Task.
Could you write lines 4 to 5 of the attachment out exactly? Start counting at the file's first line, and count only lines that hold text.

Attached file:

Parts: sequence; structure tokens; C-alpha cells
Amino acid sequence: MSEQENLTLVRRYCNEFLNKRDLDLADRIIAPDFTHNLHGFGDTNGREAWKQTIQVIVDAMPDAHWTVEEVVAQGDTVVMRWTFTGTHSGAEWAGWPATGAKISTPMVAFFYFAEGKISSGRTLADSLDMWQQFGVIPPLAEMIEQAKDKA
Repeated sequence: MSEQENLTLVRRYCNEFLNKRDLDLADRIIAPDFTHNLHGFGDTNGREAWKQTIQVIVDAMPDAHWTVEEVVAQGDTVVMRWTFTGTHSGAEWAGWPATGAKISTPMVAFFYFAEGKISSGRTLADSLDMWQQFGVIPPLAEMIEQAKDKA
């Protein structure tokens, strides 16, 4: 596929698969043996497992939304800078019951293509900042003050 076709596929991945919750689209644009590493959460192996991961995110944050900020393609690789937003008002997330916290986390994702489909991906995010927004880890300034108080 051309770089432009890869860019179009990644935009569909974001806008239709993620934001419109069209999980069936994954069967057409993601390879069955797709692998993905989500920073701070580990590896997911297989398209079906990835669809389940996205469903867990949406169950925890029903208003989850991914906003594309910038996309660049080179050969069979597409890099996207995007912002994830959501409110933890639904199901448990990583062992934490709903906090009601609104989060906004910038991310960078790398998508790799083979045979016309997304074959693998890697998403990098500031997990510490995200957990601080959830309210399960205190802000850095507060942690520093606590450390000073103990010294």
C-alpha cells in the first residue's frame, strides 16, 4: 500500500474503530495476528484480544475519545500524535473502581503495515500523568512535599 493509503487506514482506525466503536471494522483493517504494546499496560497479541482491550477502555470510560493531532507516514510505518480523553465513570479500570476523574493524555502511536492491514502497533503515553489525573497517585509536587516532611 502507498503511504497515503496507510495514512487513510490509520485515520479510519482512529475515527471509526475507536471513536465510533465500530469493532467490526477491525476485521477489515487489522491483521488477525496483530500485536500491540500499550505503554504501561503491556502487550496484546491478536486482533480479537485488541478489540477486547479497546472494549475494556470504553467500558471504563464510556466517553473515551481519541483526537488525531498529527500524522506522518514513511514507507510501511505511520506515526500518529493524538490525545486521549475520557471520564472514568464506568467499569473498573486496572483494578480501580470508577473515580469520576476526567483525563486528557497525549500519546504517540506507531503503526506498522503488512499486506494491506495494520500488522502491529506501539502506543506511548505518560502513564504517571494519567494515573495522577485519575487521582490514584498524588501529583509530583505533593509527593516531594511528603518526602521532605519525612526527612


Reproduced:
């Protein structure tokens, strides 16, 4: 596929698969043996497992939304800078019951293509900042003050 076709596929991945919750689209644009590493959460192996991961995110944050900020393609690789937003008002997330916290986390994702489909991906995010927004880890300034108080 051309770089432009890869860019179009990644935009569909974001806008239709993620934001419109069209999980069936994954069967057409993601390879069955797709692998993905989500920073701070580990590896997911297989398209079906990835669809389940996205469903867990949406169950925890029903208003989850991914906003594309910038996309660049080179050969069979597409890099996207995007912002994830959501409110933890639904199901448990990583062992934490709903906090009601609104989060906004910038991310960078790398998508790799083979045979016309997304074959693998890697998403990098500031997990510490995200957990601080959830309210399960205190802000850095507060942690520093606590450390000073103990010294």
C-alpha cells in the first residue's frame, strides 16, 4: 500500500474503530495476528484480544475519545500524535473502581503495515500523568512535599 493509503487506514482506525466503536471494522483493517504494546499496560497479541482491550477502555470510560493531532507516514510505518480523553465513570479500570476523574493524555502511536492491514502497533503515553489525573497517585509536587516532611 502507498503511504497515503496507510495514512487513510490509520485515520479510519482512529475515527471509526475507536471513536465510533465500530469493532467490526477491525476485521477489515487489522491483521488477525496483530500485536500491540500499550505503554504501561503491556502487550496484546491478536486482533480479537485488541478489540477486547479497546472494549475494556470504553467500558471504563464510556466517553473515551481519541483526537488525531498529527500524522506522518514513511514507507510501511505511520506515526500518529493524538490525545486521549475520557471520564472514568464506568467499569473498573486496572483494578480501580470508577473515580469520576476526567483525563486528557497525549500519546504517540506507531503503526506498522503488512499486506494491506495494520500488522502491529506501539502506543506511548505518560502513564504517571494519567494515573495522577485519575487521582490514584498524588501529583509530583505533593509527593516531594511528603518526602521532605519525612526527612